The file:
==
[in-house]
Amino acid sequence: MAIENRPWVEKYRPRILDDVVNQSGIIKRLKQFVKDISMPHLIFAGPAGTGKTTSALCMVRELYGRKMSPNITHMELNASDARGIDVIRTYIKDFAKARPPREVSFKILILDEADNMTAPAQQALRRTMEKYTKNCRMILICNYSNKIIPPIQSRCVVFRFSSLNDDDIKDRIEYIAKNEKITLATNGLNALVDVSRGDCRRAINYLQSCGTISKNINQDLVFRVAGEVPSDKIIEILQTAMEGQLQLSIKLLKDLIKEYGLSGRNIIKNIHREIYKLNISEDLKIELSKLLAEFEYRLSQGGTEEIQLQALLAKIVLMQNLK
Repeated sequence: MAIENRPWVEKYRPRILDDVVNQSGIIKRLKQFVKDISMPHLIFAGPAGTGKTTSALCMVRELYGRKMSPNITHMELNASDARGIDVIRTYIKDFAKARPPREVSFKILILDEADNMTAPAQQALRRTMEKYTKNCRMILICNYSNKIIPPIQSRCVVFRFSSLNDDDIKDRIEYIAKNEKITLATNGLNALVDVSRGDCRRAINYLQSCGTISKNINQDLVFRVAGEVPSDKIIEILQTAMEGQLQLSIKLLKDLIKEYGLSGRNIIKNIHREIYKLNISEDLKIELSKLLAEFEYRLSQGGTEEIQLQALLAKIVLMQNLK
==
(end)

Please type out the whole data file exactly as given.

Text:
[in-house]
Amino acid sequence: MAIENRPWVEKYRPRILDDVVNQSGIIKRLKQFVKDISMPHLIFAGPAGTGKTTSALCMVRELYGRKMSPNITHMELNASDARGIDVIRTYIKDFAKARPPREVSFKILILDEADNMTAPAQQALRRTMEKYTKNCRMILICNYSNKIIPPIQSRCVVFRFSSLNDDDIKDRIEYIAKNEKITLATNGLNALVDVSRGDCRRAINYLQSCGTISKNINQDLVFRVAGEVPSDKIIEILQTAMEGQLQLSIKLLKDLIKEYGLSGRNIIKNIHREIYKLNISEDLKIELSKLLAEFEYRLSQGGTEEIQLQALLAKIVLMQNLK
Repeated sequence: MAIENRPWVEKYRPRILDDVVNQSGIIKRLKQFVKDISMPHLIFAGPAGTGKTTSALCMVRELYGRKMSPNITHMELNASDARGIDVIRTYIKDFAKARPPREVSFKILILDEADNMTAPAQQALRRTMEKYTKNCRMILICNYSNKIIPPIQSRCVVFRFSSLNDDDIKDRIEYIAKNEKITLATNGLNALVDVSRGDCRRAINYLQSCGTISKNINQDLVFRVAGEVPSDKIIEILQTAMEGQLQLSIKLLKDLIKEYGLSGRNIIKNIHREIYKLNISEDLKIELSKLLAEFEYRLSQGGTEEIQLQALLAKIVLMQNLK